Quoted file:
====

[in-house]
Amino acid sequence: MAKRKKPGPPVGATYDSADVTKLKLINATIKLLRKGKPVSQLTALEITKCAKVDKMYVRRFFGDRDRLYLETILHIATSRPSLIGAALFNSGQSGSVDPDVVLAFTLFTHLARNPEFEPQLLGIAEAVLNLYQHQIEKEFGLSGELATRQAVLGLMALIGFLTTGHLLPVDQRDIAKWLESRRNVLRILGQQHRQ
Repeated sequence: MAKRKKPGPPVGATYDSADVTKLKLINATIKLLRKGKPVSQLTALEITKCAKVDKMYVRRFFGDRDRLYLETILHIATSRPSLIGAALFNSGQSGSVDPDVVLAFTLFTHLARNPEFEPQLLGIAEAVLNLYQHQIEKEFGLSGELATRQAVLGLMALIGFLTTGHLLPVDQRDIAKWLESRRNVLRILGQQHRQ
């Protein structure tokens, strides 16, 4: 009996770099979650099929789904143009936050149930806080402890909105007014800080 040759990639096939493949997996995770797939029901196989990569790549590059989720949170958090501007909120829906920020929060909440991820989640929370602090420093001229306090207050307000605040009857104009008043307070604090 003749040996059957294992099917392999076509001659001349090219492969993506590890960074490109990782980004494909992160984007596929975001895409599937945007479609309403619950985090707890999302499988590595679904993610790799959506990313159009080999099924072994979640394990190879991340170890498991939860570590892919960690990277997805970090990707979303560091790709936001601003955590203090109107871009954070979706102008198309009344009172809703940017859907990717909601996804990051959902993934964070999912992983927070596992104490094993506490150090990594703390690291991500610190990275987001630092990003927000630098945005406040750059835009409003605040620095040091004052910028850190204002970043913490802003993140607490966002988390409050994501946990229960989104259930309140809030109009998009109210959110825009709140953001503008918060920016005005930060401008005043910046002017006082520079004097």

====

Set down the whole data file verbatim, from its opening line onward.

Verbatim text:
[in-house]
Amino acid sequence: MAKRKKPGPPVGATYDSADVTKLKLINATIKLLRKGKPVSQLTALEITKCAKVDKMYVRRFFGDRDRLYLETILHIATSRPSLIGAALFNSGQSGSVDPDVVLAFTLFTHLARNPEFEPQLLGIAEAVLNLYQHQIEKEFGLSGELATRQAVLGLMALIGFLTTGHLLPVDQRDIAKWLESRRNVLRILGQQHRQ
Repeated sequence: MAKRKKPGPPVGATYDSADVTKLKLINATIKLLRKGKPVSQLTALEITKCAKVDKMYVRRFFGDRDRLYLETILHIATSRPSLIGAALFNSGQSGSVDPDVVLAFTLFTHLARNPEFEPQLLGIAEAVLNLYQHQIEKEFGLSGELATRQAVLGLMALIGFLTTGHLLPVDQRDIAKWLESRRNVLRILGQQHRQ
């Protein structure tokens, strides 16, 4: 009996770099979650099929789904143009936050149930806080402890909105007014800080 040759990639096939493949997996995770797939029901196989990569790549590059989720949170958090501007909120829906920020929060909440991820989640929370602090420093001229306090207050307000605040009857104009008043307070604090 003749040996059957294992099917392999076509001659001349090219492969993506590890960074490109990782980004494909992160984007596929975001895409599937945007479609309403619950985090707890999302499988590595679904993610790799959506990313159009080999099924072994979640394990190879991340170890498991939860570590892919960690990277997805970090990707979303560091790709936001601003955590203090109107871009954070979706102008198309009344009172809703940017859907990717909601996804990051959902993934964070999912992983927070596992104490094993506490150090990594703390690291991500610190990275987001630092990003927000630098945005406040750059835009409003605040620095040091004052910028850190204002970043913490802003993140607490966002988390409050994501946990229960989104259930309140809030109009998009109210959110825009709140953001503008918060920016005005930060401008005043910046002017006082520079004097």